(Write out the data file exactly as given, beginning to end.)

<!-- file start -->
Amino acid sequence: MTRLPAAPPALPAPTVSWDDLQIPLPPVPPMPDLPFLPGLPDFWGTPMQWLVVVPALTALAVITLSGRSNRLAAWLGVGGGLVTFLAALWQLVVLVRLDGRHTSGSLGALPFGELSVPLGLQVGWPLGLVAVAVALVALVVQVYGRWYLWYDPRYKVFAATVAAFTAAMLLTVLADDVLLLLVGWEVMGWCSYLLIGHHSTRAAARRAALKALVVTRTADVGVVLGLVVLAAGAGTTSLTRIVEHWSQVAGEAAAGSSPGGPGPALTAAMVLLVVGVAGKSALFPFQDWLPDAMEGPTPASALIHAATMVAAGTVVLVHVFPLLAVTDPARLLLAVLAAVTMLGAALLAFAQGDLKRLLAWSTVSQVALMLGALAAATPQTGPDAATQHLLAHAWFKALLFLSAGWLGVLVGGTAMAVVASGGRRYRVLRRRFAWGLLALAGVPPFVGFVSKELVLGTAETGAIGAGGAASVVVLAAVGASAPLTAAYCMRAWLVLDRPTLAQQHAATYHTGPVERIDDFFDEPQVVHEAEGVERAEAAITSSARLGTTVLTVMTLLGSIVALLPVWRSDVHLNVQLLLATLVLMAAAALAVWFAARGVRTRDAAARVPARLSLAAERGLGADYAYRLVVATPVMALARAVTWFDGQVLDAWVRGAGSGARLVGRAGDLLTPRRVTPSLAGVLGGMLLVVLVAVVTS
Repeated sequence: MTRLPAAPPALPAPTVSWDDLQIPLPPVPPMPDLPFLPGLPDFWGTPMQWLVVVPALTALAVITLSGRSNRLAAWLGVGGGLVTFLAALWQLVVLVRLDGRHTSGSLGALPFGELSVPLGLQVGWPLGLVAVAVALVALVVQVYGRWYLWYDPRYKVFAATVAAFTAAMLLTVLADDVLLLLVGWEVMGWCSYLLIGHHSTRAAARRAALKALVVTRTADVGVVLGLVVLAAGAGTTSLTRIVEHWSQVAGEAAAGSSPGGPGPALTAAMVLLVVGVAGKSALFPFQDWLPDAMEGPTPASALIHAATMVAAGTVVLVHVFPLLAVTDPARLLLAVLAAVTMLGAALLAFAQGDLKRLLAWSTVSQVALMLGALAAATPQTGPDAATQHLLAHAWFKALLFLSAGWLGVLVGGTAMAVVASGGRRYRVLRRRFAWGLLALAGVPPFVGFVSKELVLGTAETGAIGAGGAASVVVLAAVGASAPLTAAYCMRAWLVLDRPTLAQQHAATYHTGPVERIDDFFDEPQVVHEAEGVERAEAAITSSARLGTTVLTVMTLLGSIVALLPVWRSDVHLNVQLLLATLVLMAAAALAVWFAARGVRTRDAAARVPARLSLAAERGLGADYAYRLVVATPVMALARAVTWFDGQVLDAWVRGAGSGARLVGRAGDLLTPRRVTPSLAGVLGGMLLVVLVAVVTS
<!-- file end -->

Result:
Amino acid sequence: MTRLPAAPPALPAPTVSWDDLQIPLPPVPPMPDLPFLPGLPDFWGTPMQWLVVVPALTALAVITLSGRSNRLAAWLGVGGGLVTFLAALWQLVVLVRLDGRHTSGSLGALPFGELSVPLGLQVGWPLGLVAVAVALVALVVQVYGRWYLWYDPRYKVFAATVAAFTAAMLLTVLADDVLLLLVGWEVMGWCSYLLIGHHSTRAAARRAALKALVVTRTADVGVVLGLVVLAAGAGTTSLTRIVEHWSQVAGEAAAGSSPGGPGPALTAAMVLLVVGVAGKSALFPFQDWLPDAMEGPTPASALIHAATMVAAGTVVLVHVFPLLAVTDPARLLLAVLAAVTMLGAALLAFAQGDLKRLLAWSTVSQVALMLGALAAATPQTGPDAATQHLLAHAWFKALLFLSAGWLGVLVGGTAMAVVASGGRRYRVLRRRFAWGLLALAGVPPFVGFVSKELVLGTAETGAIGAGGAASVVVLAAVGASAPLTAAYCMRAWLVLDRPTLAQQHAATYHTGPVERIDDFFDEPQVVHEAEGVERAEAAITSSARLGTTVLTVMTLLGSIVALLPVWRSDVHLNVQLLLATLVLMAAAALAVWFAARGVRTRDAAARVPARLSLAAERGLGADYAYRLVVATPVMALARAVTWFDGQVLDAWVRGAGSGARLVGRAGDLLTPRRVTPSLAGVLGGMLLVVLVAVVTS
Repeated sequence: MTRLPAAPPALPAPTVSWDDLQIPLPPVPPMPDLPFLPGLPDFWGTPMQWLVVVPALTALAVITLSGRSNRLAAWLGVGGGLVTFLAALWQLVVLVRLDGRHTSGSLGALPFGELSVPLGLQVGWPLGLVAVAVALVALVVQVYGRWYLWYDPRYKVFAATVAAFTAAMLLTVLADDVLLLLVGWEVMGWCSYLLIGHHSTRAAARRAALKALVVTRTADVGVVLGLVVLAAGAGTTSLTRIVEHWSQVAGEAAAGSSPGGPGPALTAAMVLLVVGVAGKSALFPFQDWLPDAMEGPTPASALIHAATMVAAGTVVLVHVFPLLAVTDPARLLLAVLAAVTMLGAALLAFAQGDLKRLLAWSTVSQVALMLGALAAATPQTGPDAATQHLLAHAWFKALLFLSAGWLGVLVGGTAMAVVASGGRRYRVLRRRFAWGLLALAGVPPFVGFVSKELVLGTAETGAIGAGGAASVVVLAAVGASAPLTAAYCMRAWLVLDRPTLAQQHAATYHTGPVERIDDFFDEPQVVHEAEGVERAEAAITSSARLGTTVLTVMTLLGSIVALLPVWRSDVHLNVQLLLATLVLMAAAALAVWFAARGVRTRDAAARVPARLSLAAERGLGADYAYRLVVATPVMALARAVTWFDGQVLDAWVRGAGSGARLVGRAGDLLTPRRVTPSLAGVLGGMLLVVLVAVVTS